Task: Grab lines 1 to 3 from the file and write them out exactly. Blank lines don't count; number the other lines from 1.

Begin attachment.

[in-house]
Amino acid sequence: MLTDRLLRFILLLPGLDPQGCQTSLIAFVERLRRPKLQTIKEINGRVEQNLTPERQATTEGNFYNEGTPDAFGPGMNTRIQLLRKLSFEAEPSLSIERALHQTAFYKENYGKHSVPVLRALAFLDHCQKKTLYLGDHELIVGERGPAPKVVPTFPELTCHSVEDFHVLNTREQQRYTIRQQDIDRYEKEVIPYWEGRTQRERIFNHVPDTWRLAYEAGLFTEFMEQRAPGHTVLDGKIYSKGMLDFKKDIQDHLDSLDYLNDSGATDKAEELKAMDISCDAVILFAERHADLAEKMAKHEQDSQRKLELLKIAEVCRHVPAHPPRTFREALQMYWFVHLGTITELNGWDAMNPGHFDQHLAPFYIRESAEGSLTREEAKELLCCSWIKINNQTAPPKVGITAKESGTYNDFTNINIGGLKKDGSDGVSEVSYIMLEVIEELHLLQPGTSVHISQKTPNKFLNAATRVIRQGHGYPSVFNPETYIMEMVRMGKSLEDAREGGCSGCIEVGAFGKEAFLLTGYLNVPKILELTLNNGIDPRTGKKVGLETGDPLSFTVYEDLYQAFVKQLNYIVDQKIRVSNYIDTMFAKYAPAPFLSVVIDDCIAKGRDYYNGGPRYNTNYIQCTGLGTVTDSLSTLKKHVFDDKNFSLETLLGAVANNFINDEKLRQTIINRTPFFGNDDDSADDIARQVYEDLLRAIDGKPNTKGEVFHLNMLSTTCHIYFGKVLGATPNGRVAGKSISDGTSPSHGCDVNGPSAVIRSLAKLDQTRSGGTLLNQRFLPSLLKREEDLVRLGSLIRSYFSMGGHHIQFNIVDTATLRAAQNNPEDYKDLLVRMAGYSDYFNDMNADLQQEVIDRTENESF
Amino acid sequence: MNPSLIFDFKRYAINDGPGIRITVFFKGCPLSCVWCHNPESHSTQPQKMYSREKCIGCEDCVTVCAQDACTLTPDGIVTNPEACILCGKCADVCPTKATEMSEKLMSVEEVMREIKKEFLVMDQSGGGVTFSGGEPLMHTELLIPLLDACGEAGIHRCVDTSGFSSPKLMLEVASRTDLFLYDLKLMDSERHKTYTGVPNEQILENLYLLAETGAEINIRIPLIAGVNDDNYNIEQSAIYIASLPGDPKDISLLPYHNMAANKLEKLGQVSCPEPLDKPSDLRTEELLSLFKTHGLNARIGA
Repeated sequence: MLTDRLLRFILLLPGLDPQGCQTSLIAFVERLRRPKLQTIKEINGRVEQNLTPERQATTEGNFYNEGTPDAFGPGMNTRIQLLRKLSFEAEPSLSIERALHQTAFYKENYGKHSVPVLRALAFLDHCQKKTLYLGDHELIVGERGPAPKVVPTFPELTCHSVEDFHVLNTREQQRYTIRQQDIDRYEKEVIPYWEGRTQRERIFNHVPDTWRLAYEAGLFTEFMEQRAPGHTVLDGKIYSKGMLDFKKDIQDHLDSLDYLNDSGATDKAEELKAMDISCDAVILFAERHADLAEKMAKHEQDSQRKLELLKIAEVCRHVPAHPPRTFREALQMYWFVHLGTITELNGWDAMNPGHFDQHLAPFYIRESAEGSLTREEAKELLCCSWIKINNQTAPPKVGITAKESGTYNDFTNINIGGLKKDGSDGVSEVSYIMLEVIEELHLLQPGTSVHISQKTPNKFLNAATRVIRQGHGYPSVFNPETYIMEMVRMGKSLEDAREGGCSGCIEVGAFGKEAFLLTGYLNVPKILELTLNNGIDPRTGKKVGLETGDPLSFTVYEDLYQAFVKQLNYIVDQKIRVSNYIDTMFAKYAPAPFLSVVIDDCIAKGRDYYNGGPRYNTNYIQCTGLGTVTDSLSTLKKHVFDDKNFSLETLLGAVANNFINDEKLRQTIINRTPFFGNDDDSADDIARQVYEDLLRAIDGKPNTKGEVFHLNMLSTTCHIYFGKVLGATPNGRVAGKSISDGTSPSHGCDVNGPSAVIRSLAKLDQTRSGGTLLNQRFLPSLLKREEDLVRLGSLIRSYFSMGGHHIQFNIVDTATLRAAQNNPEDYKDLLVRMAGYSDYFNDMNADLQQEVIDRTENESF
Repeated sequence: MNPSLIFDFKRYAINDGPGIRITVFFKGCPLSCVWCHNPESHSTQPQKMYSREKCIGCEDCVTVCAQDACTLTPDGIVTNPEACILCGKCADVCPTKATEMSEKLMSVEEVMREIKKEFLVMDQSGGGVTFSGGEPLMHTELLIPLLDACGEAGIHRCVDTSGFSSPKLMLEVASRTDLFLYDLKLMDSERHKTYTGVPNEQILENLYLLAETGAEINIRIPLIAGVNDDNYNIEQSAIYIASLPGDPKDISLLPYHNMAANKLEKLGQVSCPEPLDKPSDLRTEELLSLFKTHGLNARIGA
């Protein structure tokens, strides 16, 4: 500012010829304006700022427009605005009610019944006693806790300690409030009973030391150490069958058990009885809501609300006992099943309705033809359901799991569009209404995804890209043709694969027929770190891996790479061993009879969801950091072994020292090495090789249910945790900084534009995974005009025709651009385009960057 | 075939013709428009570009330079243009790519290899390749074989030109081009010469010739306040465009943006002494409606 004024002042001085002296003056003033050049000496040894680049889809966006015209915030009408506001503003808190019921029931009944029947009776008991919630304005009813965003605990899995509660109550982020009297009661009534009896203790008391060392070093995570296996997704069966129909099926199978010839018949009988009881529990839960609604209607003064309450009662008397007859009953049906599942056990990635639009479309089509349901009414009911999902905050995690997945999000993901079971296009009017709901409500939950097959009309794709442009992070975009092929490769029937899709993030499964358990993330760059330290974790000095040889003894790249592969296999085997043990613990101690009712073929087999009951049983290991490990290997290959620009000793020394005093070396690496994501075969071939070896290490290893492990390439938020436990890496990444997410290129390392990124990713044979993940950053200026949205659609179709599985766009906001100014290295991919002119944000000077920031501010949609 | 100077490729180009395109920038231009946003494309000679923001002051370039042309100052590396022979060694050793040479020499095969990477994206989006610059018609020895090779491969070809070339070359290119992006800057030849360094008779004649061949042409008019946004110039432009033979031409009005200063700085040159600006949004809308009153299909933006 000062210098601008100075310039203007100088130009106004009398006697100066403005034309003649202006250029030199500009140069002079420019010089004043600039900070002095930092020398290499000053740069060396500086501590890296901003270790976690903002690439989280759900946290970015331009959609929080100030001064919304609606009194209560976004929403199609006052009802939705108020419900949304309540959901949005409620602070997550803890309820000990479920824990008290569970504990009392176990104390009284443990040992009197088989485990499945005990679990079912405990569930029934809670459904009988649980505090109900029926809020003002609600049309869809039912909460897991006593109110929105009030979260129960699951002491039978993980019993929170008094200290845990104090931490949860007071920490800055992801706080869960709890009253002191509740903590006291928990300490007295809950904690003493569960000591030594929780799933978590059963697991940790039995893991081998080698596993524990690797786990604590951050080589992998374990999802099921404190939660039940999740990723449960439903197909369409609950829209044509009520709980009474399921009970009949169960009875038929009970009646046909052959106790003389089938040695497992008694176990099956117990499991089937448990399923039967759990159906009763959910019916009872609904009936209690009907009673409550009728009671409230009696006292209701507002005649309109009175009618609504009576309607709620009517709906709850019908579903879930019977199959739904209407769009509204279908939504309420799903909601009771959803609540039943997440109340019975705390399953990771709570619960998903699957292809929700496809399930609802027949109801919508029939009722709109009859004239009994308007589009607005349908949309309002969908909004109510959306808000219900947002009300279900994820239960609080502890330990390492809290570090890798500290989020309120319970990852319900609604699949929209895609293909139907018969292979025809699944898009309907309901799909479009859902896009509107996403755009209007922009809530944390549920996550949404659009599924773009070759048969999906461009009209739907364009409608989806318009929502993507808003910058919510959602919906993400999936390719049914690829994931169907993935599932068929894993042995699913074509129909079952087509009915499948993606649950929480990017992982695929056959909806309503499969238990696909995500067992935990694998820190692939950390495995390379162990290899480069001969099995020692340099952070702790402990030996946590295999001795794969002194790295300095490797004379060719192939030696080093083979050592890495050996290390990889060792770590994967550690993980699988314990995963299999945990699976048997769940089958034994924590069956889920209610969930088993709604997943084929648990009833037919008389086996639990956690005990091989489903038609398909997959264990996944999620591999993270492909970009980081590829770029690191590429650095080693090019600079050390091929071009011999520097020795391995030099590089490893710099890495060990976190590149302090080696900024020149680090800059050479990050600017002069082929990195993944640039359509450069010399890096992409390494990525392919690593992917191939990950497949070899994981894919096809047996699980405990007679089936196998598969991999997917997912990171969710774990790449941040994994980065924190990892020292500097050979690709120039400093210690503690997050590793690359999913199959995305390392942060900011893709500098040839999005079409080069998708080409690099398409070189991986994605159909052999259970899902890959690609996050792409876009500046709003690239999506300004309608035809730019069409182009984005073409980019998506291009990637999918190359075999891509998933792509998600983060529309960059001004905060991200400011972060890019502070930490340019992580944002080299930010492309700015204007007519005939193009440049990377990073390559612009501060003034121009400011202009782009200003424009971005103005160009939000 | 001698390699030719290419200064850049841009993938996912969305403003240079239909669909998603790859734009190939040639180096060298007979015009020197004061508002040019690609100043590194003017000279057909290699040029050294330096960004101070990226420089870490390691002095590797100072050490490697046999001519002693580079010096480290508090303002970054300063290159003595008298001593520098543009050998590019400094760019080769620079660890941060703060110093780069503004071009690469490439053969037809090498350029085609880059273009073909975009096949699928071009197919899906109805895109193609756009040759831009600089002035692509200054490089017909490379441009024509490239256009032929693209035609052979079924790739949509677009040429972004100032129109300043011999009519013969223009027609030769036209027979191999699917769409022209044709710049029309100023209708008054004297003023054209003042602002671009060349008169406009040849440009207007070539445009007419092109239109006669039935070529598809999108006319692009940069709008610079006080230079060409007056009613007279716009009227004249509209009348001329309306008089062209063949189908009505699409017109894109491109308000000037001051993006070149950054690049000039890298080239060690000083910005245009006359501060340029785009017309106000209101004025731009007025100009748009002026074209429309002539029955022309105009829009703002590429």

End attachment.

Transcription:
[in-house]
Amino acid sequence: MLTDRLLRFILLLPGLDPQGCQTSLIAFVERLRRPKLQTIKEINGRVEQNLTPERQATTEGNFYNEGTPDAFGPGMNTRIQLLRKLSFEAEPSLSIERALHQTAFYKENYGKHSVPVLRALAFLDHCQKKTLYLGDHELIVGERGPAPKVVPTFPELTCHSVEDFHVLNTREQQRYTIRQQDIDRYEKEVIPYWEGRTQRERIFNHVPDTWRLAYEAGLFTEFMEQRAPGHTVLDGKIYSKGMLDFKKDIQDHLDSLDYLNDSGATDKAEELKAMDISCDAVILFAERHADLAEKMAKHEQDSQRKLELLKIAEVCRHVPAHPPRTFREALQMYWFVHLGTITELNGWDAMNPGHFDQHLAPFYIRESAEGSLTREEAKELLCCSWIKINNQTAPPKVGITAKESGTYNDFTNINIGGLKKDGSDGVSEVSYIMLEVIEELHLLQPGTSVHISQKTPNKFLNAATRVIRQGHGYPSVFNPETYIMEMVRMGKSLEDAREGGCSGCIEVGAFGKEAFLLTGYLNVPKILELTLNNGIDPRTGKKVGLETGDPLSFTVYEDLYQAFVKQLNYIVDQKIRVSNYIDTMFAKYAPAPFLSVVIDDCIAKGRDYYNGGPRYNTNYIQCTGLGTVTDSLSTLKKHVFDDKNFSLETLLGAVANNFINDEKLRQTIINRTPFFGNDDDSADDIARQVYEDLLRAIDGKPNTKGEVFHLNMLSTTCHIYFGKVLGATPNGRVAGKSISDGTSPSHGCDVNGPSAVIRSLAKLDQTRSGGTLLNQRFLPSLLKREEDLVRLGSLIRSYFSMGGHHIQFNIVDTATLRAAQNNPEDYKDLLVRMAGYSDYFNDMNADLQQEVIDRTENESF
Amino acid sequence: MNPSLIFDFKRYAINDGPGIRITVFFKGCPLSCVWCHNPESHSTQPQKMYSREKCIGCEDCVTVCAQDACTLTPDGIVTNPEACILCGKCADVCPTKATEMSEKLMSVEEVMREIKKEFLVMDQSGGGVTFSGGEPLMHTELLIPLLDACGEAGIHRCVDTSGFSSPKLMLEVASRTDLFLYDLKLMDSERHKTYTGVPNEQILENLYLLAETGAEINIRIPLIAGVNDDNYNIEQSAIYIASLPGDPKDISLLPYHNMAANKLEKLGQVSCPEPLDKPSDLRTEELLSLFKTHGLNARIGA